May is Mothers month. Ironically, this time of year is extra busy for families with kids. Many families are saddled with extra busy schedules involving in sports, other extracurricular activities like prepping for year end exams. Moms (and Dads) can be pulled in multiple directions at once.
When extra tasks get added to life, something else must be taken out to keep harmony. Often times eating decent delicious dinners gets short changed for substandard snack suppers or worse.
Parents who prioritize eating well and exercising while also juggling busy kids schedules, often come up short when it comes to making time for healthy meals and actually sit down to eat them.
I can remember being a young Mom and making a great meal that no one had time to eat, because we had to leave for a commitment.
What is the easiest way to feed a busy family in a healthy manner?
Ordering a pizza once in a while is not terrible, but when it becomes the 80% instead of the 20% it can wreak havoc a families health.
Start with letting your family know that even though you are all very busy, eating for everyone’s best health is a high priority.
How can the chief cook in the family accomplish this when the needs of each family member are unique?
For example, consider the son who is just hitting his growth spurt. He comes home starving from his sports practice or game and needs to have significant calories with ample carbs, protein and fat to allow his muscle to recover, support his growing body, and get him through an evening of homework.
The daughter coming home from her swim practice, who has stopped growing, still needs replacement carbs, protein and fat, but not as much as her brother. Mom might have a different carb requirement altogether, especially if she exercises earlier in the day. Dad has his own nutrition requirements.
The solution is to start with the common denominator and keep weeknight meals super simple.
Everyone needs ample protein and veggies. These are the common denominators. Some family members will need more starchy carbs like active teenagers.
Make or purchase proteins, veggies and starches separately so that each family member can late their own food according to their needs.
Everyone can follow this guide for protein and veggies: fill half their plate with veggies* and ¼ of it with protein.
Beyond that, those who need starchy carbs can fill the last ¼ of their plate with them.
Plan simply to cook or purchase enough proteins and veggies for weeknight meals so that everyone can fill their plates in that manner.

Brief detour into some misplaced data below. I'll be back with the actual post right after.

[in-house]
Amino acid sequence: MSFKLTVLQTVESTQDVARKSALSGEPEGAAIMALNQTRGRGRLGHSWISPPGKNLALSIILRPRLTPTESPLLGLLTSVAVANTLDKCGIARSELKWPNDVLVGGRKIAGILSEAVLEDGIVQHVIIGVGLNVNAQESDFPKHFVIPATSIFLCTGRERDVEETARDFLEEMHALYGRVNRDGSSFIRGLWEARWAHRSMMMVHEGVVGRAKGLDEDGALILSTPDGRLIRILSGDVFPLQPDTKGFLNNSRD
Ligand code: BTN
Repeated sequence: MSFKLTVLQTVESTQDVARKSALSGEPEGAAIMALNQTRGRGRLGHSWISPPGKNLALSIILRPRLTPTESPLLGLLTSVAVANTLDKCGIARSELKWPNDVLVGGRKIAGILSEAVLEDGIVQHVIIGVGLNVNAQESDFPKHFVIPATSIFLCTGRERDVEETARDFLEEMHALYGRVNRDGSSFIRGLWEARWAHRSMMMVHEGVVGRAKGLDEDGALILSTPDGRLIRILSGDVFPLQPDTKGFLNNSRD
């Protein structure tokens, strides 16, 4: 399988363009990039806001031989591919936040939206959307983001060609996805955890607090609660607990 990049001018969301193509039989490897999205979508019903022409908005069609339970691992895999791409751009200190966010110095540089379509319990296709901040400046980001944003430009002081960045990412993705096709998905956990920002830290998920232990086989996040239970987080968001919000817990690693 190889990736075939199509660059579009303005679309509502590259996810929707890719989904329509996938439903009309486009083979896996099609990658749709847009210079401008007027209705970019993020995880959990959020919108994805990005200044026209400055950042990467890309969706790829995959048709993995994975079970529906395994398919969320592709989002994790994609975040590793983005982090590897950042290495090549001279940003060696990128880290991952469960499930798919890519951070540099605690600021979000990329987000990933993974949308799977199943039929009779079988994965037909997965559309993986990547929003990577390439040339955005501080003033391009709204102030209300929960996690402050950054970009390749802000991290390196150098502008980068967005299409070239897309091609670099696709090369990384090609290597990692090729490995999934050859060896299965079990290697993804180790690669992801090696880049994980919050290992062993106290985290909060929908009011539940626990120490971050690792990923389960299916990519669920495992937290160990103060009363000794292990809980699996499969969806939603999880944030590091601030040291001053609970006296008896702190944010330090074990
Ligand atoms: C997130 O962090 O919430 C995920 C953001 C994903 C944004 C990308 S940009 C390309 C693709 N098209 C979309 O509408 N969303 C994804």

Avoid complicated casseroles or combined dishes on weeknights. This serves several purposes:
- It simplifies the choices for everyone.
- It takes a minimal amount of prep planning and decision making.
- It also cuts down on clean up time.
Click here to read about how you can make healthy meals in 20 minutes or less.
For protein examples, simply grill, roast or sauté chicken breasts or grab a rotisserie chicken. sauté enough ground beef, turkey, or shrimp for taco night. The starch is the tortilla.
Roast, sauté or stir-fry enough non-root veggies (exceptions are carrots and beets) for the gang, and maybe a little extra for lunch the next day. Have pre-washed salad greens and raw veggies also on hand to serve.
Make every night a buffet so that everyone can serve up what is right for them.
What about those starches?
Exactly what IS a starchy carb?
Here is a simple definition that works amazingly well for busy people who don’t want to consult a spread sheet to make sure they are eating healthy.
Starchy carbs are roots, fruits and grains…and legumes.
Starches are commonly referred to as carbs and all starches are carbs, but not all carbs are starches.
Fruit is high in a special carb called fructose**, and to manage energy intake simply and effectively, fruit is best categorized with starches. This may be why many people who ‘think’ they are on low carb diets fail to see results if they are eating several servings of fruit daily.
Carbs in fruit are unique, and not friendly in fat loss diets if left unchecked.**
Grains include all flours cereals and pastas and breads. Legumes are 75% starch (only 20-25% protein) and are best categorized as such.
Here is a quick review: Everyone has the common denominator of protein and veggies. Some family members need additional starches. Cook or purchase proteins, veggies and starches separately. Make a simple buffet and let everyone make their own plate.
Moms, please refrain from nagging family members about what is best for them.
This could get into food wars and trigger some nasty emotions for tired teens who may be struggling with body confidence. A more passive approach is to make just enough starches for those who will need them, and remind everyone to leave enough for others.
PS-Give thanks for being blessed with an active family, and good food!
*Layer a bed of leafy veggies on a plate, top it with some roasted or cooked veggies and finish it off with a protein and some dressing. Add starch for those who need it. This could become a taco salad, a greek salad with chicken, a mediterrean sald with salmon or a steak salad. Yum!
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